Monday, December 12, 2005
Between the Sword and the Pen, lies the Guitar
Nostalgia's gripped people like never before - you read it in the papers, see it on TV, hear it in conversations and relive it in your reminiscences. American guitar-manufacturer, Fender, released a re-issue of their legendary Stratocaster electric guitar of the 70's with the punch-line, "Accept it, you are nostalgic about the 70's!" What date-stamp better than the music-genre of the period in question? When you listen to a song of days gone by, doesn't it remind you of a particular incident of that time? Sometimes, it's the other way round too - speak of the 60's and you think of The Beatles but for most locals of Daman (a former Portuguese colony) over the age of 50, it's about the Liberation.
It was morning, December 18 1961, but I thought it was night. All the windows of the house where my parents, as also the wounded Portuguese governor, Brig. Costa Pinto, had sought refuge from the bombers flying overhead, were shuttered and the electricity being cut off, candles provided the only light. During each of those bombing raids in the two-day siege, my parents shielded me with their bodies as they stood between a wardrobe and the inner wall of the house, as if clinging to their only possession while all the little boy in me could think of was a chance to have a peek at the fighter planes!
We soon got our freedom from the 400-year Portuguese rule and Damão became Daman (though Goa did not become Gowa and Diu did not become Div). People began to adopt the new system, adapt to mainland Indian culture and etiquette, and adjust with the new currency as they attempted to build a new life from what could be salvaged. But while the sound of guns continued to echo in our ears in the aftermath, I suddenly realized that there was a silence that was much louder than this din and which I thought only I could hear - it was the absence of music. That's when I joined the elders in the search for lost possessions. I cannot forget that glorious moment when I finally found my treasure trove in the attic of my grandparents' house - a hand-wound HMV gramophone with a huge stack of 78 rpm shellac records.
I would play the gramophone the first thing when I woke up in the morning and the last thing I did before going to bed. I used up box after box of styluses and dabbed the records with cotton buds dipped in kerosene oil to remove the grime that got into the grooves. One day, I did not go to school, staying home listening to records all day, trying to figure out the parts of the songs and identifying the instruments. And my parents as well as my class teacher, approved of it! That was my first taste of freedom.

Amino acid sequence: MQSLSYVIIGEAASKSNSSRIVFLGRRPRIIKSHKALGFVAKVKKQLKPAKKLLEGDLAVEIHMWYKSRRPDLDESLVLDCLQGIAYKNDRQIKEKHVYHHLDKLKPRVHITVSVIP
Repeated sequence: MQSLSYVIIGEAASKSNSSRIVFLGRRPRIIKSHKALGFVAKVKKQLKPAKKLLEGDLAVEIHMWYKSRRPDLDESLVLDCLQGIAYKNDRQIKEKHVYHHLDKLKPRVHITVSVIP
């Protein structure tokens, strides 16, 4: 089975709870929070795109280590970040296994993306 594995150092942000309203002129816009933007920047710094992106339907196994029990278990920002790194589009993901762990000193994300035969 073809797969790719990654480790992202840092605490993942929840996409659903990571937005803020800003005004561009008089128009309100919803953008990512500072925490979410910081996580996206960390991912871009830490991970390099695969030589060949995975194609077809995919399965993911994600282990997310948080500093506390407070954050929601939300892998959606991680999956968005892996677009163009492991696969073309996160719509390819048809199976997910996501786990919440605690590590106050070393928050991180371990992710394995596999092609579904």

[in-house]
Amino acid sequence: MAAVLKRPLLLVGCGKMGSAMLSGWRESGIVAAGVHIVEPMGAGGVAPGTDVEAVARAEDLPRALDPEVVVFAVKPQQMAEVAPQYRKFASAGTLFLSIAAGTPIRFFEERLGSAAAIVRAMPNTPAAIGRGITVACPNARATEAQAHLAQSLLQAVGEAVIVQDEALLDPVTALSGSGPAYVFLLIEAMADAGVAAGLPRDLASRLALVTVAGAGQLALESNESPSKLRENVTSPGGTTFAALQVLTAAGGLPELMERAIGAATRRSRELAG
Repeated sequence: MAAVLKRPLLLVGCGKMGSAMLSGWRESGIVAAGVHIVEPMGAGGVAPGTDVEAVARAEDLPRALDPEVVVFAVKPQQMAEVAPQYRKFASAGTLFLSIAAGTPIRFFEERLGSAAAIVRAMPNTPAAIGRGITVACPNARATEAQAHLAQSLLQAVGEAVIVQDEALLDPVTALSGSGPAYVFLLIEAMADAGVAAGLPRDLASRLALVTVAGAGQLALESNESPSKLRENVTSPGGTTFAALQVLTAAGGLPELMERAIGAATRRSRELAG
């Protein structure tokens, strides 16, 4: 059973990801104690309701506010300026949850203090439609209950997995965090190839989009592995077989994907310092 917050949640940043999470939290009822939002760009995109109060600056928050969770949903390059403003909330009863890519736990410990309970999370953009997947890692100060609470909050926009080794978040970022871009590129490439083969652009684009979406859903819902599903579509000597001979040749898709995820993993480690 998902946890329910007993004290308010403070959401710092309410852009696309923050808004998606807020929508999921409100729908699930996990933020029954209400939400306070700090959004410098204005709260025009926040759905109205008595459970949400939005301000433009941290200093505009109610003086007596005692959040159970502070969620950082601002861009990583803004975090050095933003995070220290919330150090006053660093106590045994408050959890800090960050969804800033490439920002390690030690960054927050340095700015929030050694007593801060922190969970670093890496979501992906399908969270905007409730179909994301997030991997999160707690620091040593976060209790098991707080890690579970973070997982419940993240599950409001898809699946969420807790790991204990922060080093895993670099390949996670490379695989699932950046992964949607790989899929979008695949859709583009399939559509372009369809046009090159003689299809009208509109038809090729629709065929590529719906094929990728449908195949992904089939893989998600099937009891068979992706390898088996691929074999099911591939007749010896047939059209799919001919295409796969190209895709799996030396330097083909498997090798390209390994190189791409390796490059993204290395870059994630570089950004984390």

It was only when I turned 15 that I found my music teacher - an old man who had been a church violinist before he took up to the bottle. He agreed to teach me European music theory. The sessions lasted the entire monsoon, 'classes' being held in the shelter of his umbrella under pouring rain as he supervised the transplantation of the rice crop in ankle-deep water. Notebook in hand, I soaked in the music. No, we did not have printed music sheets so he wrote melodies in ink in my notebook and made sure I got to sing pieces I had never heard or set eyes on before. When I could sing a difficult genre called 'Motet', he sent me off on my own with the advice to buy an instrument, preferably a violin, if I could afford one. It was here that my mother, who used to sing harmony in the church choir as a girl, stepped in and suggested that I take up the acoustic guitar. She said girls in her time loved guitar-playing 'guys' more than football-playing 'boys'! That was when I got my first guitar, back then in the 70's and I went on to acquire a line-up of 15 guitars along my road to freedom.
I have also done my share of songwriting - lyrics came first and then the melody, the guitar being my primary instrument for writing though I often use arranger keyboards for my OMB performances. I started writing songs in the late 80's when I learnt that Stevie Wonder was blind and that the Beatles could not read music notation and that it was perfectly okay to write by ear. After all, music per se is written for the ears and notation, tabs, etc. are but means to an end. Music is a means of experiencing as well as expressing freedom and, the guitar is a celebration of this freedom.
Click here for part-2 (December, 2011)
Copyright © 2005 Noël Gama